7. If you haven’t yet done so, create a com/person13 directory within your Flash classpath. For example, if your classpath includes D:\ActionScriptClasses, then make sure you have created D:\ActionScriptClasses\com\person13.

8. Save the ActionScript class file as Car.as to the com/person13 directory.

9. Open a new Flash document (.fla).

10. On the first frame of the main timeline add the following ActionScript code:

import com.person13.Car;

/ / First, a function that will display the miles property value
// for a Car object.
function displayMileage(carObj:Car):Void {

trace(carObj.miles);

}

// Create the Car object.
var car:Car = new Car(“Oldsmobile”, “Alero”, 2000, 43000);

// Tell the car to start driving at 65 miles per hour (for those of you
// outside of the U.S., you’ll have to work out the conversions to
// kilometers yourself! ;)
car.drive(65);

// Set an interval so that the mileage of the Car object will
// continually display.
setInterval(displayMileage, 100, car);

11. Test the movie.

You should see the mileage of the car displaying in the Output panel. It should increment by 65 once a second or so.

Conclusion

In this article I touched on the basics of ActionScript 2.0 classes. I didn’t yet go into the details of extending classes or implementing interfaces. We’ll save those topics for a third installment on account of this article is already long enough. Thanks for reading.

 

An ActionScript 2.0 Primer for ActionScript 1.0 Folk: Part One

by Joey Lott (www.person13.com)

For those of you who have been developing in Flash and ActionScript for some time, the announcement of ActionScript 2.0 may well have struck you in many different ways. Perhaps there is some excitement about the new frontiers and the new possibilities that ActionScript 2.0 may provide. After all, it’s 2.0, that must represent improvements and new developments, right? On the other hand, the prospect of having to learn new syntax and new features may well send you retreating into a corner or trying to stick your head in the sand. In this article I’d like to foster your excitement and dispel your fears about ActionScript 2.0.

To start, let’s get the terminology straight. The ActionScript that you’ve been writing in Flash 5 and Flash MX is now referred to as ActionScript 1.0. In other words:

trace(“ActionScript 1.0″ == “Flash 5/MX ActionScript”); // Displays: true

ActionScript 2.0 is a new feature included in both Flash MX 2004 and Flash MX Professional 2004, and in most respects it is very much the same language as ActionScript 1.0. That means that the majority of what you have learned with ActionScript 1.0 still applies to ActionScript 2.0. (I can hear a few sighs of relief already.) In fact, unless you’ve been writing custom classes in ActionScript, the differences between ActionScript 1.0 and ActionScript 2.0 are rather negligible. And, for those of you die-hard ActionScript 1.0 fans, you still have the option of developing applications using ActionScript 1.0. (Be aware, however, that mixing ActionScript 1.0 and ActionScript 2.0 code may or may not work.)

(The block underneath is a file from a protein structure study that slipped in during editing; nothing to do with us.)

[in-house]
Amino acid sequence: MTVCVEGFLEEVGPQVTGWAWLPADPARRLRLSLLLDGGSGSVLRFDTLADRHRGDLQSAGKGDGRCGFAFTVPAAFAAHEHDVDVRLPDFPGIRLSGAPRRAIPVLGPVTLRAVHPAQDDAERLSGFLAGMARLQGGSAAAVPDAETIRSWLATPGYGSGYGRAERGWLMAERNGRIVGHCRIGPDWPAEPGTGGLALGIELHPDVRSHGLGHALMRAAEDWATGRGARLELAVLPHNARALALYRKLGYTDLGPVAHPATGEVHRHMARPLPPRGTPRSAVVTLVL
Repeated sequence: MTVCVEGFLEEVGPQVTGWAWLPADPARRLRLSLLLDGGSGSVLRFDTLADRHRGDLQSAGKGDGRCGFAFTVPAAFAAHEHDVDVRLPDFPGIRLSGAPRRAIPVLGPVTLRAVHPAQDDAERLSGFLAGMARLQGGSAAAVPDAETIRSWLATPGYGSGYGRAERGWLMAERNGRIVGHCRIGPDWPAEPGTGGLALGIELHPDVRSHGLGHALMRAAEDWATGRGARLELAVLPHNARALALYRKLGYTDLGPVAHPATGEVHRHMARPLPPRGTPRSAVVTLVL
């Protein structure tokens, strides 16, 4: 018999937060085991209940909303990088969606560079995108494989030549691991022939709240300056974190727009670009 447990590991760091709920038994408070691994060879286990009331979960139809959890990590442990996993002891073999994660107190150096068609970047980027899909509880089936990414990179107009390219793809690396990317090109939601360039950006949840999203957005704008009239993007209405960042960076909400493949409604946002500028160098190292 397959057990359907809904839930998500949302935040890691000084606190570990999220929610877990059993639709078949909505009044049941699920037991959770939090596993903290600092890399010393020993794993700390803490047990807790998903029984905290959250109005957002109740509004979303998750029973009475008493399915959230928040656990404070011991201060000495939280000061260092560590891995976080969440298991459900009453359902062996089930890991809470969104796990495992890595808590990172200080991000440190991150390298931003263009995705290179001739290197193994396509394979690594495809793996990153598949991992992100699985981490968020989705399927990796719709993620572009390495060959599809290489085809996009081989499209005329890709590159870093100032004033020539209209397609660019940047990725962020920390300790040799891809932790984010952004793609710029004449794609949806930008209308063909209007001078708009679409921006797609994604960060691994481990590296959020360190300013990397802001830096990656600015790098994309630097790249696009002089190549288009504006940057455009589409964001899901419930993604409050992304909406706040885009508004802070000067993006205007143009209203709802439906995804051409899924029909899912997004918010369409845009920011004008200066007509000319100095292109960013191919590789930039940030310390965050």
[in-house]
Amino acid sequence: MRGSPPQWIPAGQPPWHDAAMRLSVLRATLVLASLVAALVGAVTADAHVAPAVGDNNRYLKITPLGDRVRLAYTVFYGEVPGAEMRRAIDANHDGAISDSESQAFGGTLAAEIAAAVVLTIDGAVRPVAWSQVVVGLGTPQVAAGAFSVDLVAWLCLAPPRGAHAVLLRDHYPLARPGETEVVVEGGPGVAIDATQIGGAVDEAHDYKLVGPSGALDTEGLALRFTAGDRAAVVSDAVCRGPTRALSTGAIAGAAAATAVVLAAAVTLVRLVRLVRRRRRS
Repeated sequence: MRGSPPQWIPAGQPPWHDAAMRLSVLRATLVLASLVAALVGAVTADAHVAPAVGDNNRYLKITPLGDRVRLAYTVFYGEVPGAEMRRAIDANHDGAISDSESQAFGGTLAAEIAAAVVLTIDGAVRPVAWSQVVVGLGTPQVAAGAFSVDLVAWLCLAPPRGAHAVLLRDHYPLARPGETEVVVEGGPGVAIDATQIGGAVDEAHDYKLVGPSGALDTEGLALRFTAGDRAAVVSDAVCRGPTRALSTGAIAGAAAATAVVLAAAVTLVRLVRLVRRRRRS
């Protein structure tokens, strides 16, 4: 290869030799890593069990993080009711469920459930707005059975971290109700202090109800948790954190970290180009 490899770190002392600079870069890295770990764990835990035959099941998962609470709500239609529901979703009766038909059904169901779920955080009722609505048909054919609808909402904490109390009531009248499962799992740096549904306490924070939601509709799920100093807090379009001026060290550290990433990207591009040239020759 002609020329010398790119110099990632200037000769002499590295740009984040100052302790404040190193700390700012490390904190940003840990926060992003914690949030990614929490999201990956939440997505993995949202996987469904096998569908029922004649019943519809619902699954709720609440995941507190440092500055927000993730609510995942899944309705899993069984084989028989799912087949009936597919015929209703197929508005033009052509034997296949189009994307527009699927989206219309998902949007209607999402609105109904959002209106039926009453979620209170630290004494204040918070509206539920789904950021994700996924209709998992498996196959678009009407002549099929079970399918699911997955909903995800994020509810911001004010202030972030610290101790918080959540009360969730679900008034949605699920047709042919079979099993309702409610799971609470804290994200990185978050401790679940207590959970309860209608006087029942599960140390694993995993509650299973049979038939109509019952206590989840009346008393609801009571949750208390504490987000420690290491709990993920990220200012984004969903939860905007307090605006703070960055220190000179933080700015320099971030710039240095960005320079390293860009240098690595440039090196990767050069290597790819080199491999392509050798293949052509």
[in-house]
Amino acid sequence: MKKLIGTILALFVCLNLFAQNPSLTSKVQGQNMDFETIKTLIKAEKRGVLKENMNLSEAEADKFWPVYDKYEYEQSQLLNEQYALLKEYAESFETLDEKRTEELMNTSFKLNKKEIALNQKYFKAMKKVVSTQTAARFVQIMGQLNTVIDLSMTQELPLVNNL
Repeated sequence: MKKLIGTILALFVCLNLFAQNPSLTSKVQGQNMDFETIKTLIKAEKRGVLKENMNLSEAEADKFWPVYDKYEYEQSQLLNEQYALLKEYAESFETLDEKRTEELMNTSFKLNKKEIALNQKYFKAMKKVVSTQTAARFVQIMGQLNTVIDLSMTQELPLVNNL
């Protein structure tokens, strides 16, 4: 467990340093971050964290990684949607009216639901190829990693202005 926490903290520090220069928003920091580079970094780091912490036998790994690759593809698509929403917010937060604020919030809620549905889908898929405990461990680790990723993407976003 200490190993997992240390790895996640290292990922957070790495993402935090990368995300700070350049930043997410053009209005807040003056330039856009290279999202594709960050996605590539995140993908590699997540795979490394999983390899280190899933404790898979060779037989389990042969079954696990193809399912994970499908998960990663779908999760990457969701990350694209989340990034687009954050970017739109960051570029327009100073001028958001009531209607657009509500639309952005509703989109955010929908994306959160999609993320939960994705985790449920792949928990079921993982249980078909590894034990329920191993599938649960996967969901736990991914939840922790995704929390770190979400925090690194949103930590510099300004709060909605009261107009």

So what are the major features in ActionScript 2.0 that differentiate it from ActionScript 1.0? Glad you asked.

* Strong typing. This means that you can declare variables such that they can hold only one type of data. For example, you can declare a variable that is a MovieClip type, a String type, or a Color type. This also applies to function parameters. Strong typing helps to ensure that you are using good coding practices, and it helps to eliminate many mistakes that can arise from the loosely typed variables of ActionScript 1.0.
* Function return typing. This is a feature similar to strong typing. If a function returns a value then you can specify the type of value that it should return. If the function is not intended to return a value then you can specify that the function does not return a value. This is yet another feature that helps avoid many coding mistakes, and it works hand in hand with strong typing. For example, if you declare a function to return a String, and you try to assign that value to a variable typed as Number, then Flash will generate an error.
* Formal class syntax. This is, perhaps, the biggest new feature of ActionScript 2.0. ActionScript 1.0 lacks a formal class syntax, and instead, uses prototypes. ActionScript 2.0 supports public, private, and static class members, inheritance, and interfaces.